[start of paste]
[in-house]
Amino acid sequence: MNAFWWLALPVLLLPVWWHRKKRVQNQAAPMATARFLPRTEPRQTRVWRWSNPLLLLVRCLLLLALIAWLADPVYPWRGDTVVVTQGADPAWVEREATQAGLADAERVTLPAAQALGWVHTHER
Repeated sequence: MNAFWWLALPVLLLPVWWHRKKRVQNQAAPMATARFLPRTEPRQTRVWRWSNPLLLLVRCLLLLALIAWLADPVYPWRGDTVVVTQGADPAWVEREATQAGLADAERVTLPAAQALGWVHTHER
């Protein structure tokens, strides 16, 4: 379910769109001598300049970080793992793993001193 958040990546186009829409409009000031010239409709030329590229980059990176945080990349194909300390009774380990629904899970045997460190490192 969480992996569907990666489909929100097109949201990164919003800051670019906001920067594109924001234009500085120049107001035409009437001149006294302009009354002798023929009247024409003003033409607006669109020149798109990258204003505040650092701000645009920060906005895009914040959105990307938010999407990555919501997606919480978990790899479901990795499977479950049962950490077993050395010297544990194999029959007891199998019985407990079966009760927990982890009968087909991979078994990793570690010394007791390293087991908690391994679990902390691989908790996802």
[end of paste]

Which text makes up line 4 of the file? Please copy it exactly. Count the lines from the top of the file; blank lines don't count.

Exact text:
């Protein structure tokens, strides 16, 4: 379910769109001598300049970080793992793993001193 958040990546186009829409409009000031010239409709030329590229980059990176945080990349194909300390009774380990629904899970045997460190490192 969480992996569907990666489909929100097109949201990164919003800051670019906001920067594109924001234009500085120049107001035409009437001149006294302009009354002798023929009247024409003003033409607006669109020149798109990258204003505040650092701000645009920060906005895009914040959105990307938010999407990555919501997606919480978990790899479901990795499977479950049962950490077993050395010297544990194999029959007891199998019985407990079966009760927990982890009968087909991979078994990793570690010394007791390293087991908690391994679990902390691989908790996802």